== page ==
At age 52, Tim McGraw is a lean, mean country music machine, but if you rewind the clock back a decade, the Grammy-winning star will tell you he was nowhere near the fitness zealot he is today.
As McGraw details in his book, Grit & Grace, life on the road, plus challenges with his record label, the death of his father (major league pitcher Tug McGraw), and a host of other issues had finally broken the musician and actor. His health fell into shambles due to the stress, which led to poor diet choices which led to 40 extra pounds on his 6′ frame.
At his highest weight, about 210 pounds, McGraw’s family intervened to help get his life in order. First his wife, fellow country star Faith Hill, warned him to cut back on his partying. Then his oldest daughter, Gracie, provided a humorous—and effective—reality check when he appeared on a 100-foot theater screen during a movie trailer.
“My daughter said, ‘Jeez, Dad. You really need to do something,’ ” he says. “For your kid to say that, it sounds funny—and it was funny—but it kick-started a thought process in my head that made me look into the future.”
Not wanting to miss out on seeing his children grow up and have families of their own, McGraw decided to make some life changes. He cut out drinking, started to eat healthy, and began working out every day. Slowly but surely, he shed the pounds, and now, at age 52, he has a physique most men half his age would kill for.
“I wanted to get control of my life,” McGraw says. “What was the one thing that I could do? Well, I could control how I treated myself.”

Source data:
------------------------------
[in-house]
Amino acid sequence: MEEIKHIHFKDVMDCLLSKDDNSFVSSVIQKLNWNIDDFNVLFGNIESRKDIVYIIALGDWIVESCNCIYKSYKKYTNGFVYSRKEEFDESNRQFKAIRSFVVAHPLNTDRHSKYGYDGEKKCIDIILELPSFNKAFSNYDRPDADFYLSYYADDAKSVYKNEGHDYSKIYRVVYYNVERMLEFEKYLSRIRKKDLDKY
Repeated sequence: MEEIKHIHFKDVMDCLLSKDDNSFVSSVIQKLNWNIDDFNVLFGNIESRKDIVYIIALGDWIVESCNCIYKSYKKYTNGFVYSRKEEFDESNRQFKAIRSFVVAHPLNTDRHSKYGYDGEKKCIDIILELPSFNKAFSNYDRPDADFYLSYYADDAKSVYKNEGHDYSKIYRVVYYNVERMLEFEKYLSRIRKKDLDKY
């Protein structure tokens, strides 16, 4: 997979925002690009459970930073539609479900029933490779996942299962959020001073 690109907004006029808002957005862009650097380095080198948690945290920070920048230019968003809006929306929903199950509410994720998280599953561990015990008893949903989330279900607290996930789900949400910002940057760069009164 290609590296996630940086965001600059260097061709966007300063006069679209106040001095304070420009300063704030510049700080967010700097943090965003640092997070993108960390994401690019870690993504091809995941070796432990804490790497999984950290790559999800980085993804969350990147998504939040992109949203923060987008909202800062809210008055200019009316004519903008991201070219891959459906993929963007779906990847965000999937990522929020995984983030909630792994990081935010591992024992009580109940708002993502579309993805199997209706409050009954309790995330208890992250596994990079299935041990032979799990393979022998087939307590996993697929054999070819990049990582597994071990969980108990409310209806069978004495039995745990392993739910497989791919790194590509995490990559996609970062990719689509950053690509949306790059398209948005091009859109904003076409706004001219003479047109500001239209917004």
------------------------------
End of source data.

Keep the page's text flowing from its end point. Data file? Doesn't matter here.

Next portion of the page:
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The goal is to get to a place where you can say, without restriction, I accept where I am today. I will start from here. I’m not big on looking back. I tend to look forward, to focus on tomorrow. To my mind, forgiveness and letting go doesn’t mean you suddenly have to love yourself; it’s just about accepting that you are a work in progress, not a finished product. #GritandGrace
“Professional athleticism is in my DNA,” the “Live Like You Were Dying” singer says, and now it shows in his workout regimen, especially when he’s on tour. On a typical day, McGraw starts his mornings with “a lot of stretching and some yoga, maybe some body-weight exercises,” as well as a 30-minute treadmill power walk that gradually inclines. From there, McGraw—along with his band—will sneak in a workout at that night’s concert venue.
“We’ll run the stadium stairs, the arena stairs, or the grass on an amphitheater,” McGraw says. “We’ll do bear crawls and all kinds of stuff for about an hour.”
As if one exhilarating pre-concert workout isn’t enough, McGraw and his crew will add an afternoon program using battle ropes, sledgehammers, tractor tires, and kettlebells stored in the gym trailer that travels with them on tour. “We’ll do two hours of fuctional fitness,” McGraw says.
Although some people might think he’s crazy for working out so much before doing a two-hour “full-throttle, wide-open physical show,” McGraw believes this new routine has helped contribute to some of his best recent performances.
“On the days we don’t have those opportunities, our shows aren’t as good,” he admits. But when he does find that flow, “boy, those are special nights,” he says.
To prepare before a concert, it takes some backstage solitude and meditation to get ready to put on a show for the sold-out crowds, McGraw says. “When you have those kinds of nights,” he says, “those will keep you doing this.”
|Tim McGraw On-Tour Workout|
|Plank Walkout to Pushup||5|
|Loaded Split Squat||5|
|Directions: See how many rounds you can finish in 15 mins. in this four-move workout|